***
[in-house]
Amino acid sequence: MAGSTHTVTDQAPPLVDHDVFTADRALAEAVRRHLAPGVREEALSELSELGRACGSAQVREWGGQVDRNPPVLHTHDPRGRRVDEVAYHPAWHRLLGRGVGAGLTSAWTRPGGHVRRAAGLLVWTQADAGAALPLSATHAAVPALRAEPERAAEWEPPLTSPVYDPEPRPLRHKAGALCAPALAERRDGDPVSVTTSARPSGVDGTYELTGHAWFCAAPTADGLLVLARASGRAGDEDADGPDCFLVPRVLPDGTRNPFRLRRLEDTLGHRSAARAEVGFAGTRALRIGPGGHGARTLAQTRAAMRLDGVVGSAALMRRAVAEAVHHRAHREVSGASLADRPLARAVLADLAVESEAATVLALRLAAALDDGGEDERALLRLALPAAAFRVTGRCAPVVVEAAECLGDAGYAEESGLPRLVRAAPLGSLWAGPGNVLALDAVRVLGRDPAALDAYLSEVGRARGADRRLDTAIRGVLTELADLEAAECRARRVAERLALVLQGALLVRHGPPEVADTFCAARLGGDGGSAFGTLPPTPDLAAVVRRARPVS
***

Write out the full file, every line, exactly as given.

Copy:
[in-house]
Amino acid sequence: MAGSTHTVTDQAPPLVDHDVFTADRALAEAVRRHLAPGVREEALSELSELGRACGSAQVREWGGQVDRNPPVLHTHDPRGRRVDEVAYHPAWHRLLGRGVGAGLTSAWTRPGGHVRRAAGLLVWTQADAGAALPLSATHAAVPALRAEPERAAEWEPPLTSPVYDPEPRPLRHKAGALCAPALAERRDGDPVSVTTSARPSGVDGTYELTGHAWFCAAPTADGLLVLARASGRAGDEDADGPDCFLVPRVLPDGTRNPFRLRRLEDTLGHRSAARAEVGFAGTRALRIGPGGHGARTLAQTRAAMRLDGVVGSAALMRRAVAEAVHHRAHREVSGASLADRPLARAVLADLAVESEAATVLALRLAAALDDGGEDERALLRLALPAAAFRVTGRCAPVVVEAAECLGDAGYAEESGLPRLVRAAPLGSLWAGPGNVLALDAVRVLGRDPAALDAYLSEVGRARGADRRLDTAIRGVLTELADLEAAECRARRVAERLALVLQGALLVRHGPPEVADTFCAARLGGDGGSAFGTLPPTPDLAAVVRRARPVS